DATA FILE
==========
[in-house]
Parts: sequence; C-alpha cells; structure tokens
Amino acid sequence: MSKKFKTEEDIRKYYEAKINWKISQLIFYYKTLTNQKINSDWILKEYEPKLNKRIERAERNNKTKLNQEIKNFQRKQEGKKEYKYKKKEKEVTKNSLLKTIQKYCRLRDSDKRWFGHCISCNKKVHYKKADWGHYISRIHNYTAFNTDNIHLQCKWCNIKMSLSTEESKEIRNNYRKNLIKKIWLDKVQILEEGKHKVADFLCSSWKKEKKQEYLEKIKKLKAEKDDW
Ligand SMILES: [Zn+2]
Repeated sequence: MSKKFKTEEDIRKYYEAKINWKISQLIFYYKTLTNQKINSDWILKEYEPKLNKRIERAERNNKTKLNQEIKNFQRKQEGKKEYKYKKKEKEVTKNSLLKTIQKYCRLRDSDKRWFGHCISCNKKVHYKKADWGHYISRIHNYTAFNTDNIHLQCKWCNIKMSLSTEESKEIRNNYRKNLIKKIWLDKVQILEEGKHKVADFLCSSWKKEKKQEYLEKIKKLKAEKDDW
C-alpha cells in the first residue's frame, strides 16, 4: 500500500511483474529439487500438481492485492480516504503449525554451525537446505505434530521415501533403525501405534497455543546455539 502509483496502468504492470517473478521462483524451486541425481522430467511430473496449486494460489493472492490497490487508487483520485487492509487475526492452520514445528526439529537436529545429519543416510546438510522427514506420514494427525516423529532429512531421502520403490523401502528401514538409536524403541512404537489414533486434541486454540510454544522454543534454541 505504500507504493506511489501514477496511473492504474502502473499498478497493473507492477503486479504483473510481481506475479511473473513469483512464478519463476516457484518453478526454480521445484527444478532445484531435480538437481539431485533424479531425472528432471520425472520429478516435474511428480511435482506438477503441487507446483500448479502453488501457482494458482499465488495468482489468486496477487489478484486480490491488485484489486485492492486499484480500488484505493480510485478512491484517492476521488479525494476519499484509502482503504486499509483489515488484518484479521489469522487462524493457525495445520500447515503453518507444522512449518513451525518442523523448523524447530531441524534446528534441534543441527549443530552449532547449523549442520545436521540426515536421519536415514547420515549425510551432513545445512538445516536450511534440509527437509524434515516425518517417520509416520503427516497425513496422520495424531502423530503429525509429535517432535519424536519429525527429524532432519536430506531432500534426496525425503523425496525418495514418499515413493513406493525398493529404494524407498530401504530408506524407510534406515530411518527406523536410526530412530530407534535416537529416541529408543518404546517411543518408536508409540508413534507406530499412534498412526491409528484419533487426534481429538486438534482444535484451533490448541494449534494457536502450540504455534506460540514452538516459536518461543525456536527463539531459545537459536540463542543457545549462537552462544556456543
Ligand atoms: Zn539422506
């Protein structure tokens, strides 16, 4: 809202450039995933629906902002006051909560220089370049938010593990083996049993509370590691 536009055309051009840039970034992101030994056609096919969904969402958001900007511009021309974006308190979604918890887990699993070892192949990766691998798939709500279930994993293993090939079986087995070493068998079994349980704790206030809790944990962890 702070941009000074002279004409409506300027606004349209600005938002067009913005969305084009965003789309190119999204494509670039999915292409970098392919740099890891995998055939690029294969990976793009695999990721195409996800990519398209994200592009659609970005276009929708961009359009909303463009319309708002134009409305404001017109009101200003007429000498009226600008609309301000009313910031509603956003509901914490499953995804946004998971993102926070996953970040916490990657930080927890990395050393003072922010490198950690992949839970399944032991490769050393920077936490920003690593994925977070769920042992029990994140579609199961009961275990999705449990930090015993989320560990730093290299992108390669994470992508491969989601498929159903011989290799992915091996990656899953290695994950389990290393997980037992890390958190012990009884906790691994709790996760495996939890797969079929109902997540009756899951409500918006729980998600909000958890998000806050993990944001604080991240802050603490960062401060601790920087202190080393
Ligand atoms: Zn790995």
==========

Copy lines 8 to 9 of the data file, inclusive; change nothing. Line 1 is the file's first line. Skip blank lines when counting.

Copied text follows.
């Protein structure tokens, strides 16, 4: 809202450039995933629906902002006051909560220089370049938010593990083996049993509370590691 536009055309051009840039970034992101030994056609096919969904969402958001900007511009021309974006308190979604918890887990699993070892192949990766691998798939709500279930994993293993090939079986087995070493068998079994349980704790206030809790944990962890 702070941009000074002279004409409506300027606004349209600005938002067009913005969305084009965003789309190119999204494509670039999915292409970098392919740099890891995998055939690029294969990976793009695999990721195409996800990519398209994200592009659609970005276009929708961009359009909303463009319309708002134009409305404001017109009101200003007429000498009226600008609309301000009313910031509603956003509901914490499953995804946004998971993102926070996953970040916490990657930080927890990395050393003072922010490198950690992949839970399944032991490769050393920077936490920003690593994925977070769920042992029990994140579609199961009961275990999705449990930090015993989320560990730093290299992108390669994470992508491969989601498929159903011989290799992915091996990656899953290695994950389990290393997980037992890390958190012990009884906790691994709790996760495996939890797969079929109902997540009756899951409500918006729980998600909000958890998000806050993990944001604080991240802050603490960062401060601790920087202190080393
Ligand atoms: Zn790995």